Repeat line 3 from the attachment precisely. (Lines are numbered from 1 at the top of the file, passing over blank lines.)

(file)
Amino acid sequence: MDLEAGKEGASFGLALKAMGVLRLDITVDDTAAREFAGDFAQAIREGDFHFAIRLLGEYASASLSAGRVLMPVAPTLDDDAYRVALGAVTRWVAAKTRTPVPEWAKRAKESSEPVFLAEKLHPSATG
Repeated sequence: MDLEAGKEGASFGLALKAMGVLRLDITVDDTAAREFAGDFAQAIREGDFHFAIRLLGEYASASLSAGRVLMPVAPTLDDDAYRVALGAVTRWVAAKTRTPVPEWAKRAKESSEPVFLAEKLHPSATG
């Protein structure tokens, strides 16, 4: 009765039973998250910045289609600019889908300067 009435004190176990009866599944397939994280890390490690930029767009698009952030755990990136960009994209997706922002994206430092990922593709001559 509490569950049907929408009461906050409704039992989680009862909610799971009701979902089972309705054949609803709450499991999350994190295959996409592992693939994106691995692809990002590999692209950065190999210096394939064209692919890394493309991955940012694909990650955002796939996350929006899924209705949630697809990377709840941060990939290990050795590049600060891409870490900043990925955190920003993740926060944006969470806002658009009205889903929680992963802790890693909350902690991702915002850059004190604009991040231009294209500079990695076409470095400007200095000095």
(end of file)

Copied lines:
């Protein structure tokens, strides 16, 4: 009765039973998250910045289609600019889908300067 009435004190176990009866599944397939994280890390490690930029767009698009952030755990990136960009994209997706922002994206430092990922593709001559 509490569950049907929408009461906050409704039992989680009862909610799971009701979902089972309705054949609803709450499991999350994190295959996409592992693939994106691995692809990002590999692209950065190999210096394939064209692919890394493309991955940012694909990650955002796939996350929006899924209705949630697809990377709840941060990939290990050795590049600060891409870490900043990925955190920003993740926060944006969470806002658009009205889903929680992963802790890693909350902690991702915002850059004190604009991040231009294209500079990695076409470095400007200095000095």